Tuesday, March 24, 2009

Philosophy of Running

Alene from the Yahoo ultrarunning list has given us an assignment: What is your philosophy of running? What follows is my modest attempt to encapsulate my scattered and varied thoughts on the subject of long distance running.

When I started thinking about this, it surprised me to realize that I have been running (more or less) every day since third grade, the year I ran my hometown's 3-mile fun run for the first time. I ran my first 10K in 5th grade, first marathon junior year in college, and first ultra at 26. I am now 42, and I am not, never have been, a very good runner.

When I say I'm not good, I mean I don't win. I don't expect to win. I think that's part of the appeal.

Many of the things I am good at (or was good at) have fallen away. I was always a good student, and I continue to educate myself all the time, but formal schooling is long over and good riddance. I was a good swimmer: quite successful in my age group during my growing up years. But competitive swimming holds no allure for me now. I was a good violin player. But the violin now collects dust: killed I think by the constant need to compete for orchestra chairs.

I guess what I'm saying here is that I don't enjoy competition. No killer instinct. Winning makes me uncomfortable; losing makes me even more uncomfortable.

Running ultra distances entirely removes head to head competition from the equation. Or at least for me it does. I am running against the distance not the other runners. Back where I am in the pack, ultra races are cooperative rather than competitive. We are all friends on the trail out for a day (or perhaps several days) of forward motion.

This is not to say that I don't always check the results, don't count down the women in my age group to see if I placed. And if it so happens, as it rarely does, that I did actually win something, this anomaly is to be understood as a miracle. Unasked for, unbidden, but nice.

When I think about it, running may be the single thing in my life that has stayed with me since the third grade. Or perhaps, running and (for lack of a better term) the Insatiable Quest for Knowledge. Running and reading. And writing too I guess. Running and reading and writing. Put that on my tombstone: She ran. She read. She loved. She wrote it all down.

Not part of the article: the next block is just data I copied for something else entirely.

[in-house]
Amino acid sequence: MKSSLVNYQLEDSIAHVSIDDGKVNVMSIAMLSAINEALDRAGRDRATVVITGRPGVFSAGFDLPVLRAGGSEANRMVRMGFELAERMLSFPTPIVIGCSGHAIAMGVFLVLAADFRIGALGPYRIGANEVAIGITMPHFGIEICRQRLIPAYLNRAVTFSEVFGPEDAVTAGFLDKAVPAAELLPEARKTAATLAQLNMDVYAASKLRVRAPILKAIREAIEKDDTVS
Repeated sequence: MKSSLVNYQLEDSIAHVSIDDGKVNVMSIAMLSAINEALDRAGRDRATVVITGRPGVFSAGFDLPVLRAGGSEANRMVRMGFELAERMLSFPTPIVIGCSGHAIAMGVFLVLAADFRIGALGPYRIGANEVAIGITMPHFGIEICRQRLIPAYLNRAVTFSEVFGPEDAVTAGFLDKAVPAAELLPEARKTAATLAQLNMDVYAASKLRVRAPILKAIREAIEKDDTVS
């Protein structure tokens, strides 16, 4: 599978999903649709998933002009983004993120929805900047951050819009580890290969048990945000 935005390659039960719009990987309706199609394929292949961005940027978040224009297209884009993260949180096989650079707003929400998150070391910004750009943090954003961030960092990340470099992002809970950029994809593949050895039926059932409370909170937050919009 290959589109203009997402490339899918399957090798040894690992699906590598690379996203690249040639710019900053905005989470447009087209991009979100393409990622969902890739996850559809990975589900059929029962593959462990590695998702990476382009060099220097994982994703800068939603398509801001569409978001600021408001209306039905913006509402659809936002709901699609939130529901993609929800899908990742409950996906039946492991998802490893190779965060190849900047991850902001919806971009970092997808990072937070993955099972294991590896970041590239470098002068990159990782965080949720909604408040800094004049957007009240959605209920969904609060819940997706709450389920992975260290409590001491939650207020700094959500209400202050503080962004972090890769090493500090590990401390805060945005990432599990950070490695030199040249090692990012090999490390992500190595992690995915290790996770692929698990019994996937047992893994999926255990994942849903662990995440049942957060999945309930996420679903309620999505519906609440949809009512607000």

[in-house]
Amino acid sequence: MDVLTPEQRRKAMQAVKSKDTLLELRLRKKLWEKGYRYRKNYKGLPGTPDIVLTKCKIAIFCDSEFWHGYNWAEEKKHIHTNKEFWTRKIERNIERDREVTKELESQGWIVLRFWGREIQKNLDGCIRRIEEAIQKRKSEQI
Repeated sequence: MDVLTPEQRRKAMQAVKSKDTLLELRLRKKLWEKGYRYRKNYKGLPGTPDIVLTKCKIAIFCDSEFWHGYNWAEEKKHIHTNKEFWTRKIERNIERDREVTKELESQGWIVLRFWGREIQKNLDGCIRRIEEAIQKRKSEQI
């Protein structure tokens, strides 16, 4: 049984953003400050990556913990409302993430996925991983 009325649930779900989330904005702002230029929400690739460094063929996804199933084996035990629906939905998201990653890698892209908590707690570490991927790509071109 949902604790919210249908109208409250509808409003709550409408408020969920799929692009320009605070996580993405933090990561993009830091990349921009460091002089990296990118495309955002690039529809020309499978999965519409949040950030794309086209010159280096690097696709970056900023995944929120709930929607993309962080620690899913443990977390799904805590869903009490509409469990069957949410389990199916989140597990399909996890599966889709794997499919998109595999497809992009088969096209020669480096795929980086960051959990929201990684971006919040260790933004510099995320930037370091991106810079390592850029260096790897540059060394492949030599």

My relationship to running has changed with my circumstances. As a kid, of course, I ran for the sheer joy of it. I did laps of my paper route. Sometimes I got lost on purpose and tried to find my way home. I still do this. Especially when traveling. It helps me get a hold on the geography of a new place.

In high school I ran to stay in shape for field hockey and basketball and softball. I hated team sports. I should have gone out for cross country, but all my friends then were on the team-sport teams.

In college I ran every afternoon to counteract the beer and dorm food. This was the closest I ever came to running purely for body image. I ran cross country for a couple of years, but the three-mile races were too short. It took me that long just to get warmed up. I developed the marathon habit in college and ran one every year until I started having kids.

I ran fast in my twenties and early thirties. 7-minute miles. Smokin! I married a triathlete, so I started doing triathlons. I was still a good swimmer and I could hold my own on the run. My biking, however, was dismal. Still is. Nothing takes the stuffing out of me like a long bike ride. I'd rather run 50 than bike it.

Running became precious to me when my kids were babies. I suppose I thought of it as an escape. For a few years there it felt like all of my independence had been lost on a dime, and the only accessible connection to my old life was the daily run. I love my children dearly, don't get me wrong, but they certainly did take a bit of getting used to. All three took their morning naps in the jogging stroller. That daily run got me through the baby and toddler years (and a couple of serious bouts with post-partum depression) with grace and good humor.

And now, bit by bit, my independence is coming back. I can get out for 4 or 5 hour runs on Saturday mornings as long as I leave by 4:30. But I'm up at 4:00 every morning. It's my time to write and run before the kids get up.